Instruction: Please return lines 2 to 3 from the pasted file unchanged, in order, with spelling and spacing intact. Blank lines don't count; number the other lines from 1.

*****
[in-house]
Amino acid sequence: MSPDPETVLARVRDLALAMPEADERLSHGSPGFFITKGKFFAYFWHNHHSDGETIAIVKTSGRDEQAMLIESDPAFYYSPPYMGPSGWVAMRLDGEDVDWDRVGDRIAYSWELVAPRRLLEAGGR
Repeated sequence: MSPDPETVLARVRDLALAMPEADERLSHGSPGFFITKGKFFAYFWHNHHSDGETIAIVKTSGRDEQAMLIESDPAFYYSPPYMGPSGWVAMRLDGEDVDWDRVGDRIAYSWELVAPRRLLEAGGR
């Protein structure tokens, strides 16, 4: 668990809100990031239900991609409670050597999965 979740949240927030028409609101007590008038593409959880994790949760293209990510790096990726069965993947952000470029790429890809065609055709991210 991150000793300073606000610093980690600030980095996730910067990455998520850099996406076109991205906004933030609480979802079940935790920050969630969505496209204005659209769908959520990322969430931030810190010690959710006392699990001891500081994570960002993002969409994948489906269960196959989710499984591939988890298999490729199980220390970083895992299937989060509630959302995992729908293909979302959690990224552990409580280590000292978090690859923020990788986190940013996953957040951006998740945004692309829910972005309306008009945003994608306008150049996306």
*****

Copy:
Amino acid sequence: MSPDPETVLARVRDLALAMPEADERLSHGSPGFFITKGKFFAYFWHNHHSDGETIAIVKTSGRDEQAMLIESDPAFYYSPPYMGPSGWVAMRLDGEDVDWDRVGDRIAYSWELVAPRRLLEAGGR
Repeated sequence: MSPDPETVLARVRDLALAMPEADERLSHGSPGFFITKGKFFAYFWHNHHSDGETIAIVKTSGRDEQAMLIESDPAFYYSPPYMGPSGWVAMRLDGEDVDWDRVGDRIAYSWELVAPRRLLEAGGR